Earlier this fall, I realized that many of the posters I’ve made over the last ten years had never been exhibited in Lawrence - at least not in an inside space. That’s because the first audience for them is on the streets, as they are used in rallies, protests, and campaigns for social justice. Another reason is that it can be difficult to find well-traveled spaces that would take them, as I discovered in 2012 when a portrait I made critical of our (former) Governor . was removed from a show in Topeka. I thank the library, especially Heather Kearns, for taking its mission of free speech seriously and making space for this exhibition.
These days, as we reflexively curate opposing points of view out of our facebook feeds, while our local media disintegrates, using the commons of the street to communicate feels ever more important.
I see my posters as akin to editorial cartoons, and the premonitions of prescient radicals who have stood upon soap-boxes throughout history. They are inspired by a long tradition of artist-activists, from José Guadalupe Posada who etched the dramas of the Mexican Revolution taking place outside his shop into wood and copper, to Emory Douglas’s indictments of racism as the Minister of Culture for the Black Panthers, and Favianna Rodriguez’s unrelenting and beautiful defense of the sovereignty of all migrant peoples. They, and many others, are my mentors from afar, reminding me again and again that, as James Baldwin said, “Artists are here to disturb the peace.”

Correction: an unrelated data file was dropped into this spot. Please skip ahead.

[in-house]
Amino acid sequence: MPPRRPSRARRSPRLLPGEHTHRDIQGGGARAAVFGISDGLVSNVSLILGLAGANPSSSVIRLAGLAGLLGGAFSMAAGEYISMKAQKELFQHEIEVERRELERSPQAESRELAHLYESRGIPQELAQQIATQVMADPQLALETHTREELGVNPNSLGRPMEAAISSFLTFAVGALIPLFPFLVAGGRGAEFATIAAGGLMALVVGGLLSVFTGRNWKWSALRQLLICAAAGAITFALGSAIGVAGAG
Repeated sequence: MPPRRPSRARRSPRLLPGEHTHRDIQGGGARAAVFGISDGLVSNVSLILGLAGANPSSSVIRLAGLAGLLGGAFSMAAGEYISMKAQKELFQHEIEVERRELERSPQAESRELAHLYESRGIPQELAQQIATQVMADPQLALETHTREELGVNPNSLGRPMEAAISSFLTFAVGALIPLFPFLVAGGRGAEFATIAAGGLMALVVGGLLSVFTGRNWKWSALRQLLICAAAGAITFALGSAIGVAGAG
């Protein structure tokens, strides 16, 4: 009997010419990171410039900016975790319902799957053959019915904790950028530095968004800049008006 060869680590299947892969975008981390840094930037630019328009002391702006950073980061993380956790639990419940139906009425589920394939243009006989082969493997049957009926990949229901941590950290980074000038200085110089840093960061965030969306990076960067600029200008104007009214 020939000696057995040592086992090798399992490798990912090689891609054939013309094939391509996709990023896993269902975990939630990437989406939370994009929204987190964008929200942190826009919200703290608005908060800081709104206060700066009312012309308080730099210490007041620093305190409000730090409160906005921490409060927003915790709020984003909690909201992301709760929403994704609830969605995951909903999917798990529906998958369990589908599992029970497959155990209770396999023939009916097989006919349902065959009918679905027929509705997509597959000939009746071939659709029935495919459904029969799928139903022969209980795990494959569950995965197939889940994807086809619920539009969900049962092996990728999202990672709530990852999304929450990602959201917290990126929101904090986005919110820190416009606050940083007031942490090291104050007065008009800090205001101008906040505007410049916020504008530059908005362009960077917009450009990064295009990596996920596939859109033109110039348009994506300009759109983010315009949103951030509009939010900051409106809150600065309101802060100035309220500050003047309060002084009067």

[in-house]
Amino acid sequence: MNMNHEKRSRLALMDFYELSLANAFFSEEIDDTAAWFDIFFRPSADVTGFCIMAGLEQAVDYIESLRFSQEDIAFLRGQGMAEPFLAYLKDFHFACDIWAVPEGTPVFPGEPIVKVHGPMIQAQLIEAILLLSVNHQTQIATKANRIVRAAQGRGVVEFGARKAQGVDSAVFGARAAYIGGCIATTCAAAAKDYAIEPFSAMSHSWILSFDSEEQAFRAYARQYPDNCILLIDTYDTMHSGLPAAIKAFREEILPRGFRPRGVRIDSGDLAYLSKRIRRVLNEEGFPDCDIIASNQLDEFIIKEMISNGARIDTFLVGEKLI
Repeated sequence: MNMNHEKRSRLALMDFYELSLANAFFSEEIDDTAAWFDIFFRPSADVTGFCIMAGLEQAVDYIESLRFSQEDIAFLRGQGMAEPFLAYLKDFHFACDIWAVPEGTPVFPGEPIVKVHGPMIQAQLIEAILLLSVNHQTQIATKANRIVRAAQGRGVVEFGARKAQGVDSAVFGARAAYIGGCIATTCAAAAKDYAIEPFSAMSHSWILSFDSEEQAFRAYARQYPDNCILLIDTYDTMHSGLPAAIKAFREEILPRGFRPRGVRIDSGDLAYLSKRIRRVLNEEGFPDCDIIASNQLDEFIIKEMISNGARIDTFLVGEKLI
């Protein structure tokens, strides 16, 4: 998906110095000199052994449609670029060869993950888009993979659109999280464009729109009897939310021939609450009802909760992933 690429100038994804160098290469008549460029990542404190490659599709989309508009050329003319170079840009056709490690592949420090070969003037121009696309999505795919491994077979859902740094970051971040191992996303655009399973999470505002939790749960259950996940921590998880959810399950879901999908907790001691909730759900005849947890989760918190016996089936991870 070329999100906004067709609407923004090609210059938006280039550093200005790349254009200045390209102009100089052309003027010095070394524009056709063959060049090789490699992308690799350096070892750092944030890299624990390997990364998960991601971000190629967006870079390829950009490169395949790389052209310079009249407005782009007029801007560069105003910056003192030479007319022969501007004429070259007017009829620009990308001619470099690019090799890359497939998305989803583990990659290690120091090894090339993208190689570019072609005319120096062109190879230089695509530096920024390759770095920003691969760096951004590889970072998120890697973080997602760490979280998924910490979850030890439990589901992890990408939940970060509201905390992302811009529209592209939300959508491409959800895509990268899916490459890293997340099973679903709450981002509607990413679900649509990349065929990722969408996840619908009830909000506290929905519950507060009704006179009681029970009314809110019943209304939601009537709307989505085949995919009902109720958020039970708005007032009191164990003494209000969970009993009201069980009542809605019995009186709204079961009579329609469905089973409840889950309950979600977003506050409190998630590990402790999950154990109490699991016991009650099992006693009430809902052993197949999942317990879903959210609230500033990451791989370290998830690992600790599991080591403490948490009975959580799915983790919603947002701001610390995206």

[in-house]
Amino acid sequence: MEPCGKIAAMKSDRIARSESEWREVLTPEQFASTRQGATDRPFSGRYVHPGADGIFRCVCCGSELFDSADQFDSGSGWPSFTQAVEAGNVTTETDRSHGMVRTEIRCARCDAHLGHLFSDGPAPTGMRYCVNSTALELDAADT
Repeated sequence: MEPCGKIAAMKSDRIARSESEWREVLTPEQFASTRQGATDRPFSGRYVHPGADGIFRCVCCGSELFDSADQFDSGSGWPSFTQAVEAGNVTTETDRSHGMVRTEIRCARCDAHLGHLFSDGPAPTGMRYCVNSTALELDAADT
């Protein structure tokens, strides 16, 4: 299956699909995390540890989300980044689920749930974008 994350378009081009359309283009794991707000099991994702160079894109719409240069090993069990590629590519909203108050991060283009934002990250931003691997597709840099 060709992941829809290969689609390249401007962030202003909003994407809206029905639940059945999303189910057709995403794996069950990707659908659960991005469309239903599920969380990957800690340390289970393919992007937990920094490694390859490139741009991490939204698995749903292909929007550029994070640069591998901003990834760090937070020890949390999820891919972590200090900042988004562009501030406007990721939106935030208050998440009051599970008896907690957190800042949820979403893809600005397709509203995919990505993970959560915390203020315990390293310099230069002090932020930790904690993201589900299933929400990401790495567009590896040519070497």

I’ll be giving a talk about this show and more on Sunday, February 18th at 3pm in the Library Auditorium.
Signed 13” x 19” versions of these posters printed on archival paper are available in my website shop. The originals are available too, just contact me through my website if you’re interested.